Thursday, 29 September 2011

A 1000 VISIONS! A 1000 DREAMS!

Our mission at Tara Trust is to make learning fun, and we do that by conducting art workshops with the various schools, homes and orphanages we support. We have been tirelessly working on these workshops for the last two and a half years.(

The children we work with either come from homes where both parents work menial jobs, or only the father works at a factory or at a construction site.  Some, children come from broken homes and single parents, some are orphans and also children with special needs.
It has been our endeavor that thru the exercises we do with them, which range from teaching the English Alphabets thru a game to visualizing their future careers and also role playing thru story-telling, we want the children to
  • -       Learn positivity
  • -       Be motivated and encourage to dream
  • -       To learn about people, places, cultures around them
  • -       To learn inter-personal skills
  • -       To gain confidence and be able to face different situations

When, we got the offer to conduct an art workshop in Delhi at Sanskriti Kendra, we could not but think of bringing the children we have been working with in Goa to New Delhi, the capital of our country. This would not only give them an opportunity to see a new place and experience new people, but also it will be like a reward, a dream come true to these children who sometimes have not been even beyond the slum or settlement in which they live.
While planning the operations and requirements of this workshop, is when it suddenly struck me, why not try to organize these workshops all over India, and try and take as many as possible to different cities.
I have a 1000 dreams and 1000 visions every time I meet these kids we work with. They also deserve a decent life, they also deserve to learn, travel, experience like any child from a well off family. Also, they are equally a part of the future of our country apart from the privileged children, and if we have to really move in the path of progress and change these children need equal attention or more, so they can aspire to change their living conditions and move into the educated, informed and prosperous environment.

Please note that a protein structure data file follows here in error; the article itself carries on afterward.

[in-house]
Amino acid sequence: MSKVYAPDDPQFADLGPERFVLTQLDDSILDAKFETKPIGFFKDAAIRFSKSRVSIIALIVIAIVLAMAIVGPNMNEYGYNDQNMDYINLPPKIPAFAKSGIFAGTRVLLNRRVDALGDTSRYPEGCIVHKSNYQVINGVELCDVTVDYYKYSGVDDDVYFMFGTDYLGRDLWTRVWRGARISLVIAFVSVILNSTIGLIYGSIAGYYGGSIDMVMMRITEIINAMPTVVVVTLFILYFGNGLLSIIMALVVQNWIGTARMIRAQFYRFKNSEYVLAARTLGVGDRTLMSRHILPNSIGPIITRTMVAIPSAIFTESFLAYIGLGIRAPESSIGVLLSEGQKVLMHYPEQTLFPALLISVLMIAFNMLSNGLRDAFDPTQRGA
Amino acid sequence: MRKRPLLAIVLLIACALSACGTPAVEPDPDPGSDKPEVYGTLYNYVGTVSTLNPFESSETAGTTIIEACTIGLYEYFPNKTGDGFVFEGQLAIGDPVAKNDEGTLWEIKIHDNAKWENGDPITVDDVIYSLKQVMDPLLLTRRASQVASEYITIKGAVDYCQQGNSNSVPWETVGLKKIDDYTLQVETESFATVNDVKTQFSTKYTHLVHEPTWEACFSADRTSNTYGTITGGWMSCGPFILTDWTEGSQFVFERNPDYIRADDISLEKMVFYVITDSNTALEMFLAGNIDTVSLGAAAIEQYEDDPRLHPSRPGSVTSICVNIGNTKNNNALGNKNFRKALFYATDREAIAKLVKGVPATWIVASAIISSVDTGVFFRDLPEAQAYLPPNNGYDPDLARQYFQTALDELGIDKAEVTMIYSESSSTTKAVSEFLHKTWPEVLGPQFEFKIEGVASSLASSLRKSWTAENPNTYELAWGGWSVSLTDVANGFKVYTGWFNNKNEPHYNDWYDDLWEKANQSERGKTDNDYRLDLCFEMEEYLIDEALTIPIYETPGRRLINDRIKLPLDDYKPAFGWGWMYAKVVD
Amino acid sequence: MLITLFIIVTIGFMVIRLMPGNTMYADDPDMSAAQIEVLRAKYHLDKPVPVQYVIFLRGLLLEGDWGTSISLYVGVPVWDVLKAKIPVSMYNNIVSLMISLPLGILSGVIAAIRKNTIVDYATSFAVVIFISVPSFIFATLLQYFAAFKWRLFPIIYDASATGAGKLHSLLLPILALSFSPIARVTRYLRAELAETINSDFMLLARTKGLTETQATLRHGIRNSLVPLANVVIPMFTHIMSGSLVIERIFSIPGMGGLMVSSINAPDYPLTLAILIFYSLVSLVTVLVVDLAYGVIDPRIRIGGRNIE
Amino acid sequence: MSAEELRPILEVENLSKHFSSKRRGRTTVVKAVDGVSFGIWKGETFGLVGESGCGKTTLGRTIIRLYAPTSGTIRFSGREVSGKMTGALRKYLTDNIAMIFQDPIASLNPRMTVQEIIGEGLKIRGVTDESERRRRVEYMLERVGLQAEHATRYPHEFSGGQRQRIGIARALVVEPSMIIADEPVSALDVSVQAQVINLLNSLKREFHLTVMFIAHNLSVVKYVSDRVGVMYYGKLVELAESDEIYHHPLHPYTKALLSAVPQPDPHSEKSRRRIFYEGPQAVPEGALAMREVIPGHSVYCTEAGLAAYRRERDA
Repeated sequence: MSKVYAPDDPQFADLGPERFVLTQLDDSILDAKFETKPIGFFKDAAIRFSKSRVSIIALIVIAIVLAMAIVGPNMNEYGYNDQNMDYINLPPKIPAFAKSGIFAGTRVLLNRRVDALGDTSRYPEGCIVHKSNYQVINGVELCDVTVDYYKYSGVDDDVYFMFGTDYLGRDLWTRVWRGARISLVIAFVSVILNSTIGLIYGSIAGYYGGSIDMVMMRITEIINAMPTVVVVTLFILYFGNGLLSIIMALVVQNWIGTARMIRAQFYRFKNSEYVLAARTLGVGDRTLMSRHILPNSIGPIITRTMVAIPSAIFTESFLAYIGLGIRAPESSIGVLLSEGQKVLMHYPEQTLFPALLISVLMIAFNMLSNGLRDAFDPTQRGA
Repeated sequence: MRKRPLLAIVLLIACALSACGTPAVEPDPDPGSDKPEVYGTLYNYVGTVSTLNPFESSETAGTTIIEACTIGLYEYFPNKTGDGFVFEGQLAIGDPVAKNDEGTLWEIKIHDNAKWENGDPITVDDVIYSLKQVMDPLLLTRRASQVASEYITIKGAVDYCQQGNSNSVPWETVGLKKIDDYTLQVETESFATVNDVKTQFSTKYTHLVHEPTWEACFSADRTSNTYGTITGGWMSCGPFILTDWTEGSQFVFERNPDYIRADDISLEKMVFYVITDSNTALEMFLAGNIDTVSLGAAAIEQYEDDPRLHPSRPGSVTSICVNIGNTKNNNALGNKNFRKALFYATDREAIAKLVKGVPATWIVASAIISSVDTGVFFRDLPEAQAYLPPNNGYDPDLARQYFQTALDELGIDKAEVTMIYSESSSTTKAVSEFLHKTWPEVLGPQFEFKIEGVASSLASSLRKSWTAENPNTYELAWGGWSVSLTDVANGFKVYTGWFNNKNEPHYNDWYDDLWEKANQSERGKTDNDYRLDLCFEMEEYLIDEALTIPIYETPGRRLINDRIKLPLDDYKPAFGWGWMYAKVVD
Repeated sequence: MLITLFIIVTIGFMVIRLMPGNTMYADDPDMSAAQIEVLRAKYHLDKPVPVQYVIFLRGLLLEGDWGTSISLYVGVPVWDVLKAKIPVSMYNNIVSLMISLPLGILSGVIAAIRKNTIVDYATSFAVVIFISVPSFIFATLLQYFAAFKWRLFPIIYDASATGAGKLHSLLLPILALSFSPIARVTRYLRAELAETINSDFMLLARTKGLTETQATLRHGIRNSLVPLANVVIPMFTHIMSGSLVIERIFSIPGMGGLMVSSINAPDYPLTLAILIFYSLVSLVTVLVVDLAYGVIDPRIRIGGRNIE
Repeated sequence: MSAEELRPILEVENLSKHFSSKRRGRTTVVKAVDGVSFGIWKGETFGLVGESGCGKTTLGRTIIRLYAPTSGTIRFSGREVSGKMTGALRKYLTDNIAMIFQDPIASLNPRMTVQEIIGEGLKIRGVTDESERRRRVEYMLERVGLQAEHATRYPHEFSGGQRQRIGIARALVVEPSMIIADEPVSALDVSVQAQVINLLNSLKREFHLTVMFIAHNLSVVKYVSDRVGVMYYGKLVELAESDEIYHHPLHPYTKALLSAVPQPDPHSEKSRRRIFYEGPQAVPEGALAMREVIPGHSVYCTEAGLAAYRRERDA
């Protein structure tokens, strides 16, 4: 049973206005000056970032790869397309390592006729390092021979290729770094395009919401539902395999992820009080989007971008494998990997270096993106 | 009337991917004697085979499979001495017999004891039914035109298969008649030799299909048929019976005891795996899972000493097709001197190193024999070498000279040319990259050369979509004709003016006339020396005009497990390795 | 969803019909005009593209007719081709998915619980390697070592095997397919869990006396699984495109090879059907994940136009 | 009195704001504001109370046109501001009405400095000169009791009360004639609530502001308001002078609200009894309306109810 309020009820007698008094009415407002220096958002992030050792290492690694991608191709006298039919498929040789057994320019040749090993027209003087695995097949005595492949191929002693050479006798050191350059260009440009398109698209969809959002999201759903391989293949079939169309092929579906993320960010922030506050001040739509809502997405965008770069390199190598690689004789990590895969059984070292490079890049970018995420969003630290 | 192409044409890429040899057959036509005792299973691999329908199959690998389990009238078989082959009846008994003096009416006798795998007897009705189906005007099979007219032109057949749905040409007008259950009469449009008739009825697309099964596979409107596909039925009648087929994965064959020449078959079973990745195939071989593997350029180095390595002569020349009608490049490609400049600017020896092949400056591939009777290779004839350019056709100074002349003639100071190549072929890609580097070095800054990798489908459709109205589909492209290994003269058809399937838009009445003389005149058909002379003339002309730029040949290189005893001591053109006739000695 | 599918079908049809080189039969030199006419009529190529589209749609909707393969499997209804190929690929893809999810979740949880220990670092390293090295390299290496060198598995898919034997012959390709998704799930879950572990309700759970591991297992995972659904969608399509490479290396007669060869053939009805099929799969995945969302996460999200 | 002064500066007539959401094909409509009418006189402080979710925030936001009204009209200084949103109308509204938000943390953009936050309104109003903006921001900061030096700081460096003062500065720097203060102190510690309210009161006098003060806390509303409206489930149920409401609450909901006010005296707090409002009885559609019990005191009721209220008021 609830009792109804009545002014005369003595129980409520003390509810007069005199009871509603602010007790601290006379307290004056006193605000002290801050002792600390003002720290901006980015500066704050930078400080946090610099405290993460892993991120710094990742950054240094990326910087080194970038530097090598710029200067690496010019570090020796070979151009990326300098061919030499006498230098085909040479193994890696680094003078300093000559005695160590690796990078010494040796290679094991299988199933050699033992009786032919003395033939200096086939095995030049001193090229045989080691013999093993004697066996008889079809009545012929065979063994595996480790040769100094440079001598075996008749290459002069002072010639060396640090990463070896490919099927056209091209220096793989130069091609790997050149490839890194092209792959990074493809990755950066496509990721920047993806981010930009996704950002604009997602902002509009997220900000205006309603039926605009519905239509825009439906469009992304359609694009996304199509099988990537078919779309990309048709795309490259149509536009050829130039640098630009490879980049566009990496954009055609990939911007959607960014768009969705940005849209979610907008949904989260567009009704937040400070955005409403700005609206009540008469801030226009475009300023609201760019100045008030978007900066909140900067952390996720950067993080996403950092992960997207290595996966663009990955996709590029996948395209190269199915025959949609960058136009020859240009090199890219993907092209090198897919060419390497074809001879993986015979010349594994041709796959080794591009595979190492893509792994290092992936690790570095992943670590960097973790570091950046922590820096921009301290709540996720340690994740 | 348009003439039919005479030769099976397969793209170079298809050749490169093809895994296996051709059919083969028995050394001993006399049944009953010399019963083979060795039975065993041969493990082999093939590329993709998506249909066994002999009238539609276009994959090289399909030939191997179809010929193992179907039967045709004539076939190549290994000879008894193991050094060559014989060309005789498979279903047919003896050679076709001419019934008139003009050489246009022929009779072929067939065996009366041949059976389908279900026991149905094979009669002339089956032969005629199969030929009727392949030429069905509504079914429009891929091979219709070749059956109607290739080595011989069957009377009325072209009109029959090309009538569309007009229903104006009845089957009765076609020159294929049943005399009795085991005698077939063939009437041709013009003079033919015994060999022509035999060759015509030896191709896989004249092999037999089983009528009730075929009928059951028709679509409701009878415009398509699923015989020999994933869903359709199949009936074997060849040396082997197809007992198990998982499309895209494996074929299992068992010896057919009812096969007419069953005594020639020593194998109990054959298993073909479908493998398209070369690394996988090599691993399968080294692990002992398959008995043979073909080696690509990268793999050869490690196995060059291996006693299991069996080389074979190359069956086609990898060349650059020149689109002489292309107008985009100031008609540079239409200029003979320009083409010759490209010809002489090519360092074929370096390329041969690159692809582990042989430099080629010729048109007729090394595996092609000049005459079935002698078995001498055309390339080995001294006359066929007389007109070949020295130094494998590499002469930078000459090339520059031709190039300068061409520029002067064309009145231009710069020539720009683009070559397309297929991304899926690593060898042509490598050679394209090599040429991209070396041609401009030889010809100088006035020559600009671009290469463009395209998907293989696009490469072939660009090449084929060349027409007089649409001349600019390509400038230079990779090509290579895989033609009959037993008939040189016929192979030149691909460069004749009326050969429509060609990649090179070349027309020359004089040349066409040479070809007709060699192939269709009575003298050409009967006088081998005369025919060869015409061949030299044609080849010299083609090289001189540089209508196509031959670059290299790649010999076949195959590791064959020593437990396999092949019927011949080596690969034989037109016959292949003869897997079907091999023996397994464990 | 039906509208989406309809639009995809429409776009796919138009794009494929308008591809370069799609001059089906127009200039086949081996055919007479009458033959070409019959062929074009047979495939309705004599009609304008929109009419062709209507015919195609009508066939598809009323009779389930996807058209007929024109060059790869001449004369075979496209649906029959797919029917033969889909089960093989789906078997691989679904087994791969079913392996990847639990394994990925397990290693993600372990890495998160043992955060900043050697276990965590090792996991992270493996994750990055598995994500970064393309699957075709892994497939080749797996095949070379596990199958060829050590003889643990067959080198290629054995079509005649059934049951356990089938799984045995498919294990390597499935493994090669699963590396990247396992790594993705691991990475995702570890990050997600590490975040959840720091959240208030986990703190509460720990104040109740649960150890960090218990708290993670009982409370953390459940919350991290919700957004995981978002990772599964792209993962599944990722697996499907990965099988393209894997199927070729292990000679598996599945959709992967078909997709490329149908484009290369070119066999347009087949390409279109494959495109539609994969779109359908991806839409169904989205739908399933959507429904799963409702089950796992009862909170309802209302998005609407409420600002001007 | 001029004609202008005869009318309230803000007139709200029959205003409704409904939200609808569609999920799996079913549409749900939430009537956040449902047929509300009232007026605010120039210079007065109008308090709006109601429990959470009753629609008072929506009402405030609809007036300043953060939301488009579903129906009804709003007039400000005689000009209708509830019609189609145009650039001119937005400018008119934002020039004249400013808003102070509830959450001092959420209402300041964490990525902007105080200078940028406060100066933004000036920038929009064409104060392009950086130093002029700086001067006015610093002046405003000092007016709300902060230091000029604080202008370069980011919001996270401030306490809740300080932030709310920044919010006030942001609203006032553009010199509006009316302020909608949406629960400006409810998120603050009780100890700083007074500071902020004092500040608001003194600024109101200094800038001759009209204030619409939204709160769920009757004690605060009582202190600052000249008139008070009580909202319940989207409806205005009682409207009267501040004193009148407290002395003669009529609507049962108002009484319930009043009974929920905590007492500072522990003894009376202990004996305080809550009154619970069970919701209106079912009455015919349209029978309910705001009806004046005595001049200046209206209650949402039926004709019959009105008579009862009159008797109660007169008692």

The only way we can start that change is by taking them to different places, showing them different things, by making them meet new people, see new environments and cultures.

And, as they make their own paper crane, we hope they are all making a wish for their future, a wish that will give them a better life and a better world.

Friday, 23 September 2011

It All Began In The Mountains...

The Jamyang School is one of the educational institutions that Tara Trust supports in Leh, Ladakh, the northern most part of India.

We had a team of  volunteers who were travelling to Leh in May and June of this year, to work with the children on some art workshops. During the discussion of the format of the workshop, the volunteers wanted to conduct an exercise of environmental awareness amongst the children, especially since some of these children were also witness to the Earthquake that occurred in Ladakh in 2008. That’s when Dr. Katharina, the founder of Tara Trust, mentioned the Fukushima disaster.
She had been following up on the devastation that had been caused first due to the earthquake and tsunami and the because of the blast in the Fukushima nuclear power plant, and had a wish to do something for the children suffering from this disaster in Japan. It was while she was reading all the various articles being written about the danger from the Fukushima nuclear plant, she fell upon the story of Sadako Sasaki and the 1000 paper cranes. The volunteers and she, then tried to connect it all, and work on a project to show their solidarity for peace and hope in Japan.
But, then the question was - How do we do pass this message to the children in Japan?
Someone said “We shall make the children paint cards with peace messages.”
Some others said “Let’s send them paper cranes ! But what will they do with the cranes?”
“Let’s Paint T-shirts ! Yes! Let’s Paint A 1000 T-shirts like Sadako made a 1000 paper cranes!” said Dr.Katharina. She said “It will be a wonderful gesture, if our children paint T-shirts with pictures of Cranes and write their peace messages on it, and we will find a way of sending it to Japan. “
And that is how it all started.

The volunteers conducted a wonderful project teaching the children about natural disasters and nuclear energy. This group of children who otherwise don’t have any exposure to the outside world apart from television, found it very interesting to learn about other places, about environmental issues, new cultures and new people.
We then also conducted another workshop with children of another NGO in New Delhi called Udayan Care, who also loved the idea and we excited about the painting exercise.  We have also conducted a short workshop with children of the Loyola School for The Marginalised, Margao, here the enthusiasm was so much that they made a 6 ft large collage of a Crane on canvas, and wrote their messages around.